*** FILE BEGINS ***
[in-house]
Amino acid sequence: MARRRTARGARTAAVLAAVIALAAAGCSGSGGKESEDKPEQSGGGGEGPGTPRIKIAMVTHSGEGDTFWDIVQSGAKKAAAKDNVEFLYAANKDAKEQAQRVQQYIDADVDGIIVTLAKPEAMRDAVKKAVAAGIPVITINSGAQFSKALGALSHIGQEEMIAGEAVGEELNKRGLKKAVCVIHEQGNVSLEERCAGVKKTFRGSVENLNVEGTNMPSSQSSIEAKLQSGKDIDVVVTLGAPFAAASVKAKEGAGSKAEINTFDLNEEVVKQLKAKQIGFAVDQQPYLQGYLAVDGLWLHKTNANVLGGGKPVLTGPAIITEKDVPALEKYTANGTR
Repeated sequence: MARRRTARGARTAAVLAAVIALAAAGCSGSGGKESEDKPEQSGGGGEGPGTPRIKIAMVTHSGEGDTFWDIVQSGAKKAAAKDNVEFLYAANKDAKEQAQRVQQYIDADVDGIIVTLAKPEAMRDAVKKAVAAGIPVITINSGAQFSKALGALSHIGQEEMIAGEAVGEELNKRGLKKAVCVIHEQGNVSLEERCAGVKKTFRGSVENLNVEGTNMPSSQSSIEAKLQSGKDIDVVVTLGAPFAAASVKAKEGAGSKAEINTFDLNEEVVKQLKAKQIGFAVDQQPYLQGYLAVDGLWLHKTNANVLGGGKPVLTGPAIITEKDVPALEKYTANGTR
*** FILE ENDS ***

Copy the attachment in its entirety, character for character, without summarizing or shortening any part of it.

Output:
[in-house]
Amino acid sequence: MARRRTARGARTAAVLAAVIALAAAGCSGSGGKESEDKPEQSGGGGEGPGTPRIKIAMVTHSGEGDTFWDIVQSGAKKAAAKDNVEFLYAANKDAKEQAQRVQQYIDADVDGIIVTLAKPEAMRDAVKKAVAAGIPVITINSGAQFSKALGALSHIGQEEMIAGEAVGEELNKRGLKKAVCVIHEQGNVSLEERCAGVKKTFRGSVENLNVEGTNMPSSQSSIEAKLQSGKDIDVVVTLGAPFAAASVKAKEGAGSKAEINTFDLNEEVVKQLKAKQIGFAVDQQPYLQGYLAVDGLWLHKTNANVLGGGKPVLTGPAIITEKDVPALEKYTANGTR
Repeated sequence: MARRRTARGARTAAVLAAVIALAAAGCSGSGGKESEDKPEQSGGGGEGPGTPRIKIAMVTHSGEGDTFWDIVQSGAKKAAAKDNVEFLYAANKDAKEQAQRVQQYIDADVDGIIVTLAKPEAMRDAVKKAVAAGIPVITINSGAQFSKALGALSHIGQEEMIAGEAVGEELNKRGLKKAVCVIHEQGNVSLEERCAGVKKTFRGSVENLNVEGTNMPSSQSSIEAKLQSGKDIDVVVTLGAPFAAASVKAKEGAGSKAEINTFDLNEEVVKQLKAKQIGFAVDQQPYLQGYLAVDGLWLHKTNANVLGGGKPVLTGPAIITEKDVPALEKYTANGTR